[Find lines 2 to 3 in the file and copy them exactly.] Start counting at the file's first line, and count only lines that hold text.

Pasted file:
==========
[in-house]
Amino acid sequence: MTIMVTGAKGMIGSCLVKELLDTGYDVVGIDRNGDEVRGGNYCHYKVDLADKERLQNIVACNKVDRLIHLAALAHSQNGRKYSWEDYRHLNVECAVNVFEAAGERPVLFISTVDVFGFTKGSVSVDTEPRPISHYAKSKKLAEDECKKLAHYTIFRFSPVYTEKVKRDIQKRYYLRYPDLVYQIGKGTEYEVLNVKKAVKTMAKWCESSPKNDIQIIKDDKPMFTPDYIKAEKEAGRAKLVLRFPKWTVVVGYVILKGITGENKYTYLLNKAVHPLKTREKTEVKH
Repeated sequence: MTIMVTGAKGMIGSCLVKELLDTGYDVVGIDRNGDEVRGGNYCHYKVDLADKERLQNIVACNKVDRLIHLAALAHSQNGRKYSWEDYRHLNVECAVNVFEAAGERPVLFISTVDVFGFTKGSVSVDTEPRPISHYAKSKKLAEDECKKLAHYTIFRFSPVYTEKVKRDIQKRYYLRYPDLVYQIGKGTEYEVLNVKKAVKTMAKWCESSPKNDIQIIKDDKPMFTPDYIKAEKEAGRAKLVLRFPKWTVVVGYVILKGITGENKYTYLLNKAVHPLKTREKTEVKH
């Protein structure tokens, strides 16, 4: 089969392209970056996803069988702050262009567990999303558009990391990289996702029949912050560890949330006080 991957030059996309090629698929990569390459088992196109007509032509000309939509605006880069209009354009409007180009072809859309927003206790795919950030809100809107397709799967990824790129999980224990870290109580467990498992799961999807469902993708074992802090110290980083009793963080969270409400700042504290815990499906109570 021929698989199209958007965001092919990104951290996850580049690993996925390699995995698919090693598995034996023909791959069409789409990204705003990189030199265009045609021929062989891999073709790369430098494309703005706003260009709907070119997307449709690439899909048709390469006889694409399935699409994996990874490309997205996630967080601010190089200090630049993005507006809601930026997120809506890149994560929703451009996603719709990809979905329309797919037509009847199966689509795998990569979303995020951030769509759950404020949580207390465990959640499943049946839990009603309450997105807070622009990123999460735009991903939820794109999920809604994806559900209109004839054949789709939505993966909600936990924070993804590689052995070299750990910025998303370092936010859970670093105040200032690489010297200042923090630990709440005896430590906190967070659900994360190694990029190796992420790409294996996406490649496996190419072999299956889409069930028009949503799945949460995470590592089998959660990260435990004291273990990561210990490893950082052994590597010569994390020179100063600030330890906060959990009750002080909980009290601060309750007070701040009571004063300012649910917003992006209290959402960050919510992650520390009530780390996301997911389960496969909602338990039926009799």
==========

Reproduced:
Amino acid sequence: MTIMVTGAKGMIGSCLVKELLDTGYDVVGIDRNGDEVRGGNYCHYKVDLADKERLQNIVACNKVDRLIHLAALAHSQNGRKYSWEDYRHLNVECAVNVFEAAGERPVLFISTVDVFGFTKGSVSVDTEPRPISHYAKSKKLAEDECKKLAHYTIFRFSPVYTEKVKRDIQKRYYLRYPDLVYQIGKGTEYEVLNVKKAVKTMAKWCESSPKNDIQIIKDDKPMFTPDYIKAEKEAGRAKLVLRFPKWTVVVGYVILKGITGENKYTYLLNKAVHPLKTREKTEVKH
Repeated sequence: MTIMVTGAKGMIGSCLVKELLDTGYDVVGIDRNGDEVRGGNYCHYKVDLADKERLQNIVACNKVDRLIHLAALAHSQNGRKYSWEDYRHLNVECAVNVFEAAGERPVLFISTVDVFGFTKGSVSVDTEPRPISHYAKSKKLAEDECKKLAHYTIFRFSPVYTEKVKRDIQKRYYLRYPDLVYQIGKGTEYEVLNVKKAVKTMAKWCESSPKNDIQIIKDDKPMFTPDYIKAEKEAGRAKLVLRFPKWTVVVGYVILKGITGENKYTYLLNKAVHPLKTREKTEVKH